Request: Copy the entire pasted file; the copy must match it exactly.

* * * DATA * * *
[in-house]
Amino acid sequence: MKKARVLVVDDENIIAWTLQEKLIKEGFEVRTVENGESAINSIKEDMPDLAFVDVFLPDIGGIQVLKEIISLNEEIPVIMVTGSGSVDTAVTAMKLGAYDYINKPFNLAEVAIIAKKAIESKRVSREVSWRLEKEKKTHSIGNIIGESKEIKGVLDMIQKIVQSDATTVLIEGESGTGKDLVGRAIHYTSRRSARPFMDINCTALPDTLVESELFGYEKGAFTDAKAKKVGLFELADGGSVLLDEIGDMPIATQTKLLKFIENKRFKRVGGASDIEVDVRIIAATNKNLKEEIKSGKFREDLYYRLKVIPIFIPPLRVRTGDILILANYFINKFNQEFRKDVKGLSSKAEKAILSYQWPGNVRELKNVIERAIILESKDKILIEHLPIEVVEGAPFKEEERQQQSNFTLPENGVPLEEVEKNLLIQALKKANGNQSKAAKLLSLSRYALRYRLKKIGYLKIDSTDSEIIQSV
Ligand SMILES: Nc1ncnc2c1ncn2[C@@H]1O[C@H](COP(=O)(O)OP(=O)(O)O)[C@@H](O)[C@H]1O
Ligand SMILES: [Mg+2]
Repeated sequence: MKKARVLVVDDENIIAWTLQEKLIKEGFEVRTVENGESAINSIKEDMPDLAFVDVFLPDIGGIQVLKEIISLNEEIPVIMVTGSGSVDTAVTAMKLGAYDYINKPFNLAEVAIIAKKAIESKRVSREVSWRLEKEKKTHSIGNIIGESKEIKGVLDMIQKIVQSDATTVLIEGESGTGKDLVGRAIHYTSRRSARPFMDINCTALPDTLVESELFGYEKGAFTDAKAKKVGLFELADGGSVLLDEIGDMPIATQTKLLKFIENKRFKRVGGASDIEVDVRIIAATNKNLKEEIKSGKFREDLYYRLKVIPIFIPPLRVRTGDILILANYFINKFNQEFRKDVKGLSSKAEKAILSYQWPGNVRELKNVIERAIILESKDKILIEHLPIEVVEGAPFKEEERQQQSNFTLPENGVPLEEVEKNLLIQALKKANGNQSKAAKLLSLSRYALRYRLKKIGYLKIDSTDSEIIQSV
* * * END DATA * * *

[in-house]
Amino acid sequence: MKKARVLVVDDENIIAWTLQEKLIKEGFEVRTVENGESAINSIKEDMPDLAFVDVFLPDIGGIQVLKEIISLNEEIPVIMVTGSGSVDTAVTAMKLGAYDYINKPFNLAEVAIIAKKAIESKRVSREVSWRLEKEKKTHSIGNIIGESKEIKGVLDMIQKIVQSDATTVLIEGESGTGKDLVGRAIHYTSRRSARPFMDINCTALPDTLVESELFGYEKGAFTDAKAKKVGLFELADGGSVLLDEIGDMPIATQTKLLKFIENKRFKRVGGASDIEVDVRIIAATNKNLKEEIKSGKFREDLYYRLKVIPIFIPPLRVRTGDILILANYFINKFNQEFRKDVKGLSSKAEKAILSYQWPGNVRELKNVIERAIILESKDKILIEHLPIEVVEGAPFKEEERQQQSNFTLPENGVPLEEVEKNLLIQALKKANGNQSKAAKLLSLSRYALRYRLKKIGYLKIDSTDSEIIQSV
Ligand SMILES: Nc1ncnc2c1ncn2[C@@H]1O[C@H](COP(=O)(O)OP(=O)(O)O)[C@@H](O)[C@H]1O
Ligand SMILES: [Mg+2]
Repeated sequence: MKKARVLVVDDENIIAWTLQEKLIKEGFEVRTVENGESAINSIKEDMPDLAFVDVFLPDIGGIQVLKEIISLNEEIPVIMVTGSGSVDTAVTAMKLGAYDYINKPFNLAEVAIIAKKAIESKRVSREVSWRLEKEKKTHSIGNIIGESKEIKGVLDMIQKIVQSDATTVLIEGESGTGKDLVGRAIHYTSRRSARPFMDINCTALPDTLVESELFGYEKGAFTDAKAKKVGLFELADGGSVLLDEIGDMPIATQTKLLKFIENKRFKRVGGASDIEVDVRIIAATNKNLKEEIKSGKFREDLYYRLKVIPIFIPPLRVRTGDILILANYFINKFNQEFRKDVKGLSSKAEKAILSYQWPGNVRELKNVIERAIILESKDKILIEHLPIEVVEGAPFKEEERQQQSNFTLPENGVPLEEVEKNLLIQALKKANGNQSKAAKLLSLSRYALRYRLKKIGYLKIDSTDSEIIQSV